“The ex vivo vectors are predominantly used for CAR-T based therapies (CAR-T and CAR-T + gene editing), which account for 47% of ex vivo clinical trials. This is followed by gene corrections/insertion therapies, which account for 42%. The ex vivo CAR-T and TCR based clinical trials almost exclusively focus on oncology, whilst gene corrections focus on multiple disease types.”

gene transfer vector distribution in trials

The cell types investigated in ATMP clinical trials remain largely unchanged from 2019. T-cells continue to be the dominant cell type, accounting for 44% of UK ATMP clinical trials. “This is as expected since research into oncology, the largest therapeutic area, is largely T-cell focused, and is consistent with previous years.”

Increasing focus on metabolic diseases 

Oncology remains the main therapeutic area accounting for 35% of the overall UK ATMP trials ongoing, followed by ophthalmology (12%) and hematology (12%), said the authors.

Similarly, of the trials initiated in 2020, oncology was the largest therapeutic area with hematological indications (19%) and metabolic diseases (18%) being the second and third largest therapeutic areas targeted. “This increase in clinical studies targeting metabolic diseases potentially suggests an emerging therapeutic area targeted by ATMPs.”

Somatic cell therapy space ​lags

Gene therapy trials currently account for 70% of the ATMP clinical trials in the UK, somatic-cell therapies account for around 20% of such investigations, whilst tissue engineered therapies make up the remaining 10%, finds the review.

Of the gene therapy studies, there is a fairly even split between ex vivo​ (53%), which includes CAR-T and transduced hematopoietic stem cell derived products, and in vivo​ (47%) genetic modification.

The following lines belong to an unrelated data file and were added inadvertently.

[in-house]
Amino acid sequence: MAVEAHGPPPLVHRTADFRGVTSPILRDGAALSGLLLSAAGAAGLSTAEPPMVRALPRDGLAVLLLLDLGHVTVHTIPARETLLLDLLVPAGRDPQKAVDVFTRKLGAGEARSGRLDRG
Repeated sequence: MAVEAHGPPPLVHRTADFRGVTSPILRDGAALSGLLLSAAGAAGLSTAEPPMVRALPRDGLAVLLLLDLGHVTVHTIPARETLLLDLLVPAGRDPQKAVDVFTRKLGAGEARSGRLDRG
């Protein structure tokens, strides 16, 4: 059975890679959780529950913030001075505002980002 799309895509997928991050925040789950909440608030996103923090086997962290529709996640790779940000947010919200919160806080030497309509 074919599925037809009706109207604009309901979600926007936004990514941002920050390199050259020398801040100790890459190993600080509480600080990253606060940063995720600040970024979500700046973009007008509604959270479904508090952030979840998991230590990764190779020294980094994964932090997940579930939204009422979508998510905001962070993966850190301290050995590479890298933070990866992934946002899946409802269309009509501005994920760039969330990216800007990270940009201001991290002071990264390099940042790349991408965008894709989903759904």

Whilst there has been an increase in the number of all ATMP clinical trials for both autologous and allogeneic therapies, the proportion of autologous to allogeneic products has remained consistent throughout the years, with approximately 70% being autologous and 30% allogeneic, said the authors.

Overall, the majority of UK ATMP clinical trials are currently recruiting (53%) or in follow-up (26%). “The proportion of trials in recruitment for somatic-cell therapies is significantly higher than for gene therapies and tissue engineered therapies. This suggests that the somatic cell therapy space is not as mature as the gene therapy space.”

The growth seen in 2020 of Phase III and IV trials is indicative of the ATMP space maturing and sponsors progressing though their clinical development programs, with the approaching long-term safety studies, continued the review.

"Additionally, many new umbrella trials have started, which group together long-term safety follow-ups on various trials where subjects have been exposed to the same therapy. In the coming years, it is likely that the greatest impact on trial status will be these trials having longer follow-up periods."